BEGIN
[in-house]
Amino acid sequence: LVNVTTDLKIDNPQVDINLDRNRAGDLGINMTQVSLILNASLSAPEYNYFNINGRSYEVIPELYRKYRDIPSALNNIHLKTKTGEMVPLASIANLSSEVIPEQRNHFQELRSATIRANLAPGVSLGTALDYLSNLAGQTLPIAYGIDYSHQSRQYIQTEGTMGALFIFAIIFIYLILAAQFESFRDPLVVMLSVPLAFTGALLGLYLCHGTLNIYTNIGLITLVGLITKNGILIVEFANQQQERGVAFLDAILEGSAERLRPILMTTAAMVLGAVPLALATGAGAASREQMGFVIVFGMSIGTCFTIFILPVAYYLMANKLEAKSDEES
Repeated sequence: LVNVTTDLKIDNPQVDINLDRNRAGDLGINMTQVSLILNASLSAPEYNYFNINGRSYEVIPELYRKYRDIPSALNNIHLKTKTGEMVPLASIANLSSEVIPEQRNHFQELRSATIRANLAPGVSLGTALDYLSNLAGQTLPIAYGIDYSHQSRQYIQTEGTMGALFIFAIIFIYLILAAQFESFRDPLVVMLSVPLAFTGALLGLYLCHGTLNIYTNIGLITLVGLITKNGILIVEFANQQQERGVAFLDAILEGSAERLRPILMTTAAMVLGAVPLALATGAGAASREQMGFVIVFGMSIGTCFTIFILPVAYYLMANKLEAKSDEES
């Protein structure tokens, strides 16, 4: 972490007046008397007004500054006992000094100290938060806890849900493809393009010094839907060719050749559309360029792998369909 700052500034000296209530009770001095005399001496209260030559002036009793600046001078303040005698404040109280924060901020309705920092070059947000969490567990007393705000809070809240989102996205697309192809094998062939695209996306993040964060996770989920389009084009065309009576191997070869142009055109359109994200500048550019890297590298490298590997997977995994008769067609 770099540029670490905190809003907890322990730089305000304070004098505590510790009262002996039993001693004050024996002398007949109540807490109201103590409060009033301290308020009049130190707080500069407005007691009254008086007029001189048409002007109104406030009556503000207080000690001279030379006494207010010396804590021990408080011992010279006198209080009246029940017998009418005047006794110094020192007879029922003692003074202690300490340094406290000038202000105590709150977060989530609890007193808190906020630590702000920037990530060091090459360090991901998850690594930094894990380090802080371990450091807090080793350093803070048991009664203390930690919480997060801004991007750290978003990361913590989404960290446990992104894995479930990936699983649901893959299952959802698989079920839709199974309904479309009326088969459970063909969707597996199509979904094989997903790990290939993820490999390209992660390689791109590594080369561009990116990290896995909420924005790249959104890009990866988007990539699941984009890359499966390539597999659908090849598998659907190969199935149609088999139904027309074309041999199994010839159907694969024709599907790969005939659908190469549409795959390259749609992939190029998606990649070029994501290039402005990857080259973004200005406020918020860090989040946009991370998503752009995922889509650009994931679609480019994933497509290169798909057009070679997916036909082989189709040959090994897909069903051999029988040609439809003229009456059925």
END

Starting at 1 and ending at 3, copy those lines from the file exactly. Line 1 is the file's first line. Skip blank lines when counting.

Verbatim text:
[in-house]
Amino acid sequence: LVNVTTDLKIDNPQVDINLDRNRAGDLGINMTQVSLILNASLSAPEYNYFNINGRSYEVIPELYRKYRDIPSALNNIHLKTKTGEMVPLASIANLSSEVIPEQRNHFQELRSATIRANLAPGVSLGTALDYLSNLAGQTLPIAYGIDYSHQSRQYIQTEGTMGALFIFAIIFIYLILAAQFESFRDPLVVMLSVPLAFTGALLGLYLCHGTLNIYTNIGLITLVGLITKNGILIVEFANQQQERGVAFLDAILEGSAERLRPILMTTAAMVLGAVPLALATGAGAASREQMGFVIVFGMSIGTCFTIFILPVAYYLMANKLEAKSDEES
Repeated sequence: LVNVTTDLKIDNPQVDINLDRNRAGDLGINMTQVSLILNASLSAPEYNYFNINGRSYEVIPELYRKYRDIPSALNNIHLKTKTGEMVPLASIANLSSEVIPEQRNHFQELRSATIRANLAPGVSLGTALDYLSNLAGQTLPIAYGIDYSHQSRQYIQTEGTMGALFIFAIIFIYLILAAQFESFRDPLVVMLSVPLAFTGALLGLYLCHGTLNIYTNIGLITLVGLITKNGILIVEFANQQQERGVAFLDAILEGSAERLRPILMTTAAMVLGAVPLALATGAGAASREQMGFVIVFGMSIGTCFTIFILPVAYYLMANKLEAKSDEES